The US Commodity Futures Trading Commission (CFTC) reported on Thursday the combined deposited funds of the clients of all six retail forex brokers operational on the local market fell in December 2015 to their lowest value for the year of $544.1 million. The figure represents a drop of 4.7% over the month and a decline of 1.1% on an annual basis. The amount includes funds that would be obtained by combining all money, securities and property deposited by a retail forex customer into a retail forex account, adjusted for the realized and unrealized net profit or loss.
In 2015, US retail forex brokers saw their client assets reaching their highest levels for the year of nearly $597.2 million in July.
The best performers in terms of largest retail forex obligations throughout the whole year were Forex Capital Markets (FXCM) and Gain Capital, followed by Oanda.
More details about the 2015 client assets of US forex brokers follows: In December alone, FXCM’s client assets exceeded $175.6 million, or down by a monthly 7%, and those of Gain Capital amounted to nearly $132.8 million, posting a decline of 19% month-on-month. The list of US retail forex brokers also includes Ibfx, Interactive Brokers, and Wedbush Securities. The CFTC neither added, nor deleted any retail forex brokers from its list in the last month of the year. However, in November it removed MB Trading Futures.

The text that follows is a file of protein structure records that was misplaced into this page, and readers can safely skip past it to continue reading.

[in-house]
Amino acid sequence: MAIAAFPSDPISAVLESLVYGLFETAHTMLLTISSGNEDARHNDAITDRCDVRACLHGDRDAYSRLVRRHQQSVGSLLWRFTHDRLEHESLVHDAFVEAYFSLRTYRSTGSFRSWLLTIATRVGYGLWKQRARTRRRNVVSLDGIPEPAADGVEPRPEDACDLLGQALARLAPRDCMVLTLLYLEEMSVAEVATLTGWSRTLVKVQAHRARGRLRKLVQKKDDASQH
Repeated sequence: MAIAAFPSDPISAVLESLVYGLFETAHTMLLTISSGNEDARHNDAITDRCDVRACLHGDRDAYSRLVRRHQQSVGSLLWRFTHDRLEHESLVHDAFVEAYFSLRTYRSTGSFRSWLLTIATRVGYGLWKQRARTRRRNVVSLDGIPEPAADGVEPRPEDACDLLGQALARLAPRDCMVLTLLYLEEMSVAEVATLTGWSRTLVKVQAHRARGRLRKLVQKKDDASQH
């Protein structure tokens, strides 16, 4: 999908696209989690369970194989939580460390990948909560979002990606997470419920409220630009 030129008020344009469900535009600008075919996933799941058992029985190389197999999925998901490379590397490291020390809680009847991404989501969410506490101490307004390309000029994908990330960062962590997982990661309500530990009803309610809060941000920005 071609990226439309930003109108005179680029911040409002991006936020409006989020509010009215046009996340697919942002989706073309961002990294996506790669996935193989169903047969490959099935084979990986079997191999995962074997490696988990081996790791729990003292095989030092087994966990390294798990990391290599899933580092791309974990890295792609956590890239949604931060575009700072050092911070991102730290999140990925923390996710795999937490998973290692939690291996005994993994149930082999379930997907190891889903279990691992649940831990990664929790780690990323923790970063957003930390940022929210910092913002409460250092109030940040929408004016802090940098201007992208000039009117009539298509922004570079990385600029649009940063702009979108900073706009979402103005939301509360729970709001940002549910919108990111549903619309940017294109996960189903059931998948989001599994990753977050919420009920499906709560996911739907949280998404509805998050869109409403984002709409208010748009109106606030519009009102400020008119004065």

In December, Gain Capital handled 146,977 active over-the-counter (OTC) forex trading accounts, while FXCM’s clients operated 177,847 active accounts, according to their monthly reports.
The CFTC requires all retail forex dealers and futures commission merchants to file monthly financial reports, some of which it makes available to the public.
The CFTC authorizes entities which are active on the financial markets in the US, among which forex brokers, and controls their operations in the country. Unlicensed brokers are not allowed to target US citizens or provide their services in the US.